It was a beautiful day to drive into Allentown, Pennsylvania last Saturday. The owners of County Seat Spirits, Anthony Brichta and John Howe, were busy entertaining their visitors and I popped in to say “Hello.” I was amazed at how much energy there was in the industrial building that is the Bridgeworks Enterprise Center. Upon entering, you can hear the buzz from Hijinx Brewing Co. on the right and the Colony Meadery on the left. I couldn’t help but pop my head into both to see those bustling tasting rooms where dozens of people were chatting and sipping samples. I made my way up and to the left through the building’s hallway to find County Seat’s tasting room full of ladies in matching t-shirts drinking cocktails. John Howe greeted me with a smile and Anthony offered to give me their tour.
The distillery is a clean warehouse space off to the left of their tasting room and the stills are the first thing you see. The large, 130-gallon stainless steel stripping still was taking a break while their new fermentation tank bubbled away next to it with a malted rye mash. The old cypress fermentation tanks have been swapped out for a new stainless steel tank. It smelled great! The rye came from McGeary Organics in Lancaster and was milled on site in County Seat’s hammer mill. I was trying to picture Anthony hauling buckets of milled grain across the room to make their mash in the dual-purpose stripping still. “John usually gets stuck doing that!” he joked.
I have a lot of respect for their use of local grains. They have done quite a bit of experimentation and it shows, with the writing on their barrels throughout the room. There’s some interesting stuff going on in those barrels- Whiskey is aging in used mead barrels from the meadery next door, a barrel from Corsair that once held a smoked malt now holds their juice, and brand new charred oak barrels from Kelvin Cooperage in Louisville are holding experimental whiskeys distilled from stout and hopped beer. It’s cool to see how busy they’ve been!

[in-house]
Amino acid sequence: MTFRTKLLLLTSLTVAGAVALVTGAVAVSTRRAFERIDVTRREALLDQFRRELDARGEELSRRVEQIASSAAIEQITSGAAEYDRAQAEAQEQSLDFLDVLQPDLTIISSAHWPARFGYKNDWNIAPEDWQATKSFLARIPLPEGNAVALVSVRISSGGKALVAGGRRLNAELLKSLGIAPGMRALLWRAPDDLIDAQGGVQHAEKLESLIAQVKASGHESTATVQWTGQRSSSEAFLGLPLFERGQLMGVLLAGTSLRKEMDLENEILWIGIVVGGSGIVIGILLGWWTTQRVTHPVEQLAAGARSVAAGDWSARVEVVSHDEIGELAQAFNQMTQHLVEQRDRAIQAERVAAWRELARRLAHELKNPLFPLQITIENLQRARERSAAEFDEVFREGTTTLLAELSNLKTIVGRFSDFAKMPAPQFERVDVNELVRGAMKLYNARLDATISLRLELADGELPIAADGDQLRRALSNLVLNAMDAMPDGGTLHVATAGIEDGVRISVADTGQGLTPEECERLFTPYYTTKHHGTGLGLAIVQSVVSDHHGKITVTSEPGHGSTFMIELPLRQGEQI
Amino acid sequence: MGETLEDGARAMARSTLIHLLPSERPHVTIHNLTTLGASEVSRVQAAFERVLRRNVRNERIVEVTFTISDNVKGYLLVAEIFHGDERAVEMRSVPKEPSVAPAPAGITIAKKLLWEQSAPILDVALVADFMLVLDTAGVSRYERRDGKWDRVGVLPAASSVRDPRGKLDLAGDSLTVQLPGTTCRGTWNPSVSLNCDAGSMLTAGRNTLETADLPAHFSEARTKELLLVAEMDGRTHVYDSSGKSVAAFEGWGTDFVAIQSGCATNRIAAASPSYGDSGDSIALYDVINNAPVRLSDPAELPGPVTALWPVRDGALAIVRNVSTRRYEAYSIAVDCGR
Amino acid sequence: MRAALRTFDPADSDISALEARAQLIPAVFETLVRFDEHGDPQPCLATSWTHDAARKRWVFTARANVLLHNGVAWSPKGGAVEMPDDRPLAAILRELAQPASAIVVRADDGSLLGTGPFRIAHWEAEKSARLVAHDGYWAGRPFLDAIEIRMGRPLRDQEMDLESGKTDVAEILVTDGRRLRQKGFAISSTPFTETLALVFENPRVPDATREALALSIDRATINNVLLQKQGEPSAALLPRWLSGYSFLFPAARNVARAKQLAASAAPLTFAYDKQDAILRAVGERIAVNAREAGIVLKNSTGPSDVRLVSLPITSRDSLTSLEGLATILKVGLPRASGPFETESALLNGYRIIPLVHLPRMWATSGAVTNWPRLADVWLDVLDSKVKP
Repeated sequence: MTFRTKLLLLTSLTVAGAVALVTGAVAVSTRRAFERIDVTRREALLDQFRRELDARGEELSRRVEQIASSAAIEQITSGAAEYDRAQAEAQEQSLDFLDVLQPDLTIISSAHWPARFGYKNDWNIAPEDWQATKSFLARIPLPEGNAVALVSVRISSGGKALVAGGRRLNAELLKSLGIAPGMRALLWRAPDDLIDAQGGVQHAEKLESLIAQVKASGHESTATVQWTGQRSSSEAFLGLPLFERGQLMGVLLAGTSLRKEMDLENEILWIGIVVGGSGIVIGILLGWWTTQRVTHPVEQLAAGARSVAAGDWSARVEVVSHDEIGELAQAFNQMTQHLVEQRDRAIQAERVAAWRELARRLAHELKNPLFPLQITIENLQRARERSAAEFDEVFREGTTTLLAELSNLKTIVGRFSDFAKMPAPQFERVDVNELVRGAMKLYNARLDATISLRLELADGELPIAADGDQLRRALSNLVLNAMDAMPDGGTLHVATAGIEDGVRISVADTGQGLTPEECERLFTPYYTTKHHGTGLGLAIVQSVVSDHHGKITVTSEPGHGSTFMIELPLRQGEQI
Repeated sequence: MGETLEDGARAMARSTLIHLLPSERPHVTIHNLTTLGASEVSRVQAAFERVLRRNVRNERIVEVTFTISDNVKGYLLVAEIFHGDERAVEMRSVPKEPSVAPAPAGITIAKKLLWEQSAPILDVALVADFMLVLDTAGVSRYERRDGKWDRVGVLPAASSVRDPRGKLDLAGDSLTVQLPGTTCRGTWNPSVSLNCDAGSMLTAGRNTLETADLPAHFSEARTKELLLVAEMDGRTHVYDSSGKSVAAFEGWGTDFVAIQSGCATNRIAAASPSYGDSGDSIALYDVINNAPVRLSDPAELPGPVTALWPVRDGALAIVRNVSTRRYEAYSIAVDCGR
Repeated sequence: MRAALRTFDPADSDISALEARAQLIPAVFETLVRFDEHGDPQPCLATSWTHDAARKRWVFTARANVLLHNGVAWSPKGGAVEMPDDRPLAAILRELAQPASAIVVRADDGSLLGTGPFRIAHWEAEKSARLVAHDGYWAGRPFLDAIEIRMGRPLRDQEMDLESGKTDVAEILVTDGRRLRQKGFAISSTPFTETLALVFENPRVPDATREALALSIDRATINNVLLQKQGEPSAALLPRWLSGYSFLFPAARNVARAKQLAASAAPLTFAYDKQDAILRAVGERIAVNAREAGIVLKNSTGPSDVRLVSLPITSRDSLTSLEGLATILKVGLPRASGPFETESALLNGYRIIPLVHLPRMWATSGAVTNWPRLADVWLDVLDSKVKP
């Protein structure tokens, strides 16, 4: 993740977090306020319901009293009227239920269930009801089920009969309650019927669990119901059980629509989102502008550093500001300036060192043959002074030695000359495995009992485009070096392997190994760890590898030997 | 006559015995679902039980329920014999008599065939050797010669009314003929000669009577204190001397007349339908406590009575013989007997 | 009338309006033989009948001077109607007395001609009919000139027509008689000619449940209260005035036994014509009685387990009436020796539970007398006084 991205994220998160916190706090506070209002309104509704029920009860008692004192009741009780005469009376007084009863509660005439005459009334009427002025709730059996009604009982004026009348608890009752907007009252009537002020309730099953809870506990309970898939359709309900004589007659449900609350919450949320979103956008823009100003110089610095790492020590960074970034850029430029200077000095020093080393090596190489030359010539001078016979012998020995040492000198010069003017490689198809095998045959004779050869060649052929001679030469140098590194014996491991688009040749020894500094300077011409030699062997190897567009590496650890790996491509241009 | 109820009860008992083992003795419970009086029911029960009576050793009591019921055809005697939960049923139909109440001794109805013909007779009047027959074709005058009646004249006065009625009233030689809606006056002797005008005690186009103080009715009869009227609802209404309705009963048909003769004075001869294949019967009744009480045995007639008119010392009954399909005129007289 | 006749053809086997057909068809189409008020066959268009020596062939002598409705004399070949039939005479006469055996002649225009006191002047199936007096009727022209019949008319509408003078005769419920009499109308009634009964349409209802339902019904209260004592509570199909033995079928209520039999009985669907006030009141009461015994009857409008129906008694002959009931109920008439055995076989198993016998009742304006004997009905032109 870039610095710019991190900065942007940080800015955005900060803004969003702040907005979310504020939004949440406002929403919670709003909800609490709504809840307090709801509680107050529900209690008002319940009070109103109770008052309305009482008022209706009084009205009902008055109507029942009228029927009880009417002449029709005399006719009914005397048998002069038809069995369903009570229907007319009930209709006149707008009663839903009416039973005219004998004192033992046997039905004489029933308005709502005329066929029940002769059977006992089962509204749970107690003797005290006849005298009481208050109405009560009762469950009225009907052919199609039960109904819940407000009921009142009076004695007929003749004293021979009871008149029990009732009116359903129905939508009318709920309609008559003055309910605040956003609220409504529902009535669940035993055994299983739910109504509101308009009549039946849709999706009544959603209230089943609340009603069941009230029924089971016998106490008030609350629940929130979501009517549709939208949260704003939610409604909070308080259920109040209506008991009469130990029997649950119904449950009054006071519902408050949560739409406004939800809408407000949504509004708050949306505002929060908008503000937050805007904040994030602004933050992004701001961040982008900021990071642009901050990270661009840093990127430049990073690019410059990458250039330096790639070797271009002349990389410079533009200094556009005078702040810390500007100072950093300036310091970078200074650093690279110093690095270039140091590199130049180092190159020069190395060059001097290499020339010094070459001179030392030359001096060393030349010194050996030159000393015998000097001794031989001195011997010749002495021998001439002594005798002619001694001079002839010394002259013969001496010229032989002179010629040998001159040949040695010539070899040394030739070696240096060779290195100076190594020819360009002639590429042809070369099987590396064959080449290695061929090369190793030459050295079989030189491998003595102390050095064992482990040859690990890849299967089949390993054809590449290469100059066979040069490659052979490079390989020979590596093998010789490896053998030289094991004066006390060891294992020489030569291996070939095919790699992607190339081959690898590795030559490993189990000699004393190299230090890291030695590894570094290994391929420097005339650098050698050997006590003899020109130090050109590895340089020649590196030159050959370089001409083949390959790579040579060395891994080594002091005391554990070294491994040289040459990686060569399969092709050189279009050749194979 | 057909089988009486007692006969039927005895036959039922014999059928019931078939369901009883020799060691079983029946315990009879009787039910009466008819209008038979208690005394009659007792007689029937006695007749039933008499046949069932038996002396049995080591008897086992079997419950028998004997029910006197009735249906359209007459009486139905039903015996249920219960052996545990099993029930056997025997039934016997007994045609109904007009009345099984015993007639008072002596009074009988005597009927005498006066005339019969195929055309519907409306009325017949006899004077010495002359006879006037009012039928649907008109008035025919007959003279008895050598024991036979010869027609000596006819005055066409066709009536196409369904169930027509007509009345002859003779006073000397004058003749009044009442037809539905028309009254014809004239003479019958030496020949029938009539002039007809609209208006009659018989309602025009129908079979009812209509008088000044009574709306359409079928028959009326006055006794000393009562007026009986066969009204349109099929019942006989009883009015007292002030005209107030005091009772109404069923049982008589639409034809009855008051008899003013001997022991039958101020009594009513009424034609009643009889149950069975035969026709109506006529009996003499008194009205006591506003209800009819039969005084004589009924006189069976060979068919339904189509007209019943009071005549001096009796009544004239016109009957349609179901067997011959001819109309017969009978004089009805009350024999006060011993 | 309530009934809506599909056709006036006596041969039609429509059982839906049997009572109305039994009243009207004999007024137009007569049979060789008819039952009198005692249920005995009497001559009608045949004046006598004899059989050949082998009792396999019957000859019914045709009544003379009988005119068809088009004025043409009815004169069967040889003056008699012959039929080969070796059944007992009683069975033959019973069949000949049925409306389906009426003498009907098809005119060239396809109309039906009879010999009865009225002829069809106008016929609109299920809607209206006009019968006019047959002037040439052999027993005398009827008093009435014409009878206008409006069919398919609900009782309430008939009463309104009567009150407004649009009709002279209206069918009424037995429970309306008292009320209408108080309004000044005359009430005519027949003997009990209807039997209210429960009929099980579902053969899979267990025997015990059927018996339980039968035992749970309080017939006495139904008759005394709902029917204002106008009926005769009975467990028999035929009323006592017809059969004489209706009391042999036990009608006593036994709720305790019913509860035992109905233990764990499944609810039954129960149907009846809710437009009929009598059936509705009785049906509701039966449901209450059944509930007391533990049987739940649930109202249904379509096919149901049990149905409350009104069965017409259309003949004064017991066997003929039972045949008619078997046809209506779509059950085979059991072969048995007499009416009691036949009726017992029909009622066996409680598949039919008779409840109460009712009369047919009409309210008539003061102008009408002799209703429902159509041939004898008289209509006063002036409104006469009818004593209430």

One of the most interesting things that I learned is that their bourbon is only 51% corn, which is the lowest I think I’ve ever seen in a bourbon mashbill. The flavoring grain is red winter wheat and the flavor profile is young, but very interesting. You can see why Van Winkle (and now, Anthony Brichta!) chose wheat as the flavoring grain! It’s a milder flavor in such a young whiskey and doesn’t have the harshness, at just over a year old, that other new bourbons may have. I can’t wait to try it when he ages in larger barrels in the years to come! Time will do wonders for this whiskey. The name, Hidden Copper Bourbon, comes from the fact that the Liberty Bell was hidden in Allentown while Philadelphia was under British occupation. (see http://www.dramdevotees.com/county-seat-spirits-in-allentown-pa for my blog about that story)
John Rowe poured a tasting for me of the Lock Keeper Gin (named for the locks along the Delaware canal), the Sand Island Rum, and the Hidden Copper Bourbon. I was also offered a special taste of the apple brandy that they were aging in a very small barrel behind the bar. I was particularly pleased with the gin and made sure to buy a bottle to take home. There’s a lot going on in this micro-distillery. Anthony and his uncle have their work cut out for them, but their excitement and enthusiasm for the industry they’ve entered was palpable. I couldn’t help but think how lucky Anthony was to have experience as a lawyer as he discussed all the paperwork and details they have to attend to. It’s a remarkable place and they are a great addition for Allentown and for PA distilling. Can’t wait to raise a glass with these guys again!
905 Harrison St.
Allentown PA 18103
FRIDAY: 4PM to 8PM
SATURDAY: 12PM to 6PM
SUNDAY: 12PM to 4PM